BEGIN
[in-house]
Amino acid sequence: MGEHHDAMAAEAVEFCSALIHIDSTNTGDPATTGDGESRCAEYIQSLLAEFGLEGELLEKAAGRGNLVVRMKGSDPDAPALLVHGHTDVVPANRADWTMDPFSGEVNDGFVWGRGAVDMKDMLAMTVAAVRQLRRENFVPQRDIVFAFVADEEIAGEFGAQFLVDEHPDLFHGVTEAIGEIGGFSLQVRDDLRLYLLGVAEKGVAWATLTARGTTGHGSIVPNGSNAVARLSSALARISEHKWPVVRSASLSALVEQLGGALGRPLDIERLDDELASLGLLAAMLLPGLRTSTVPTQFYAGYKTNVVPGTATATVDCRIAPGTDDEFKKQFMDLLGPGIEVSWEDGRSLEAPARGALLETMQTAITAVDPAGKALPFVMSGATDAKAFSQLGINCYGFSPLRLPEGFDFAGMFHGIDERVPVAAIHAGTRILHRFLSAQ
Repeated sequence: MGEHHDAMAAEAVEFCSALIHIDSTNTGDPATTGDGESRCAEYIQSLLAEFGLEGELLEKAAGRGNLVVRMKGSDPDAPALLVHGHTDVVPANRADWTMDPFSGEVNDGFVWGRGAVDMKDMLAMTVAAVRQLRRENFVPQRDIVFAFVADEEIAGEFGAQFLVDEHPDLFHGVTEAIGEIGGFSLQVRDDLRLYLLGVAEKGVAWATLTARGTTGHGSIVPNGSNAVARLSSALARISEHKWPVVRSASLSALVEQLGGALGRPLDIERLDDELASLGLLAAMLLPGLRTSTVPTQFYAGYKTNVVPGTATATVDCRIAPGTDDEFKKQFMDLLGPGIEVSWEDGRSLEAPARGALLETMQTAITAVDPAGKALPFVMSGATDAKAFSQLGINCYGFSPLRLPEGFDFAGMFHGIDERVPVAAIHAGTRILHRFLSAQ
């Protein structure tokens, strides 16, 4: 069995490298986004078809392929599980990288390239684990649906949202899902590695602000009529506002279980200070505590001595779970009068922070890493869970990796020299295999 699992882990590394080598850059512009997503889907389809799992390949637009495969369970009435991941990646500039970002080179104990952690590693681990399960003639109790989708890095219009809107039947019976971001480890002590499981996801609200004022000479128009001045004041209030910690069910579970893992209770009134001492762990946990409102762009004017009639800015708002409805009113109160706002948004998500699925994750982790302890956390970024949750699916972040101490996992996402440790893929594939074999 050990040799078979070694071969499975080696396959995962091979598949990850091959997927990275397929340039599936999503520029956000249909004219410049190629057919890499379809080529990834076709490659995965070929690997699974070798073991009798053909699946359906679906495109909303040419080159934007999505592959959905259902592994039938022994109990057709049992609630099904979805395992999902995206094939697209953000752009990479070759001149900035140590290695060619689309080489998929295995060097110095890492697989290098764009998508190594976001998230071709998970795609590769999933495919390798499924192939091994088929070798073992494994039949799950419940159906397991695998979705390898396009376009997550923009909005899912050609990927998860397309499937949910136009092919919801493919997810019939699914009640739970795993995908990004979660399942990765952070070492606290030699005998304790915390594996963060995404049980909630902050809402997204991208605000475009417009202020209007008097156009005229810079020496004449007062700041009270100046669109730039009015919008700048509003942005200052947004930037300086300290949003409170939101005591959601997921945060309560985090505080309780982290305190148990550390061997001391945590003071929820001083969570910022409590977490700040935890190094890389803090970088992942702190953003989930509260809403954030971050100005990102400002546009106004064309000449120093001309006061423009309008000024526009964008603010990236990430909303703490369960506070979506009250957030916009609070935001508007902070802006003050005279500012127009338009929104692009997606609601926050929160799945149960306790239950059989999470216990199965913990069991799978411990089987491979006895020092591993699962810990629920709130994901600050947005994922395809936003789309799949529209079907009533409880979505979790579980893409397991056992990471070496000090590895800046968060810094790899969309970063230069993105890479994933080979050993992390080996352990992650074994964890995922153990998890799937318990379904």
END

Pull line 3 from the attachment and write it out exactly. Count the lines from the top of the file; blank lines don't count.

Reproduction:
Repeated sequence: MGEHHDAMAAEAVEFCSALIHIDSTNTGDPATTGDGESRCAEYIQSLLAEFGLEGELLEKAAGRGNLVVRMKGSDPDAPALLVHGHTDVVPANRADWTMDPFSGEVNDGFVWGRGAVDMKDMLAMTVAAVRQLRRENFVPQRDIVFAFVADEEIAGEFGAQFLVDEHPDLFHGVTEAIGEIGGFSLQVRDDLRLYLLGVAEKGVAWATLTARGTTGHGSIVPNGSNAVARLSSALARISEHKWPVVRSASLSALVEQLGGALGRPLDIERLDDELASLGLLAAMLLPGLRTSTVPTQFYAGYKTNVVPGTATATVDCRIAPGTDDEFKKQFMDLLGPGIEVSWEDGRSLEAPARGALLETMQTAITAVDPAGKALPFVMSGATDAKAFSQLGINCYGFSPLRLPEGFDFAGMFHGIDERVPVAAIHAGTRILHRFLSAQ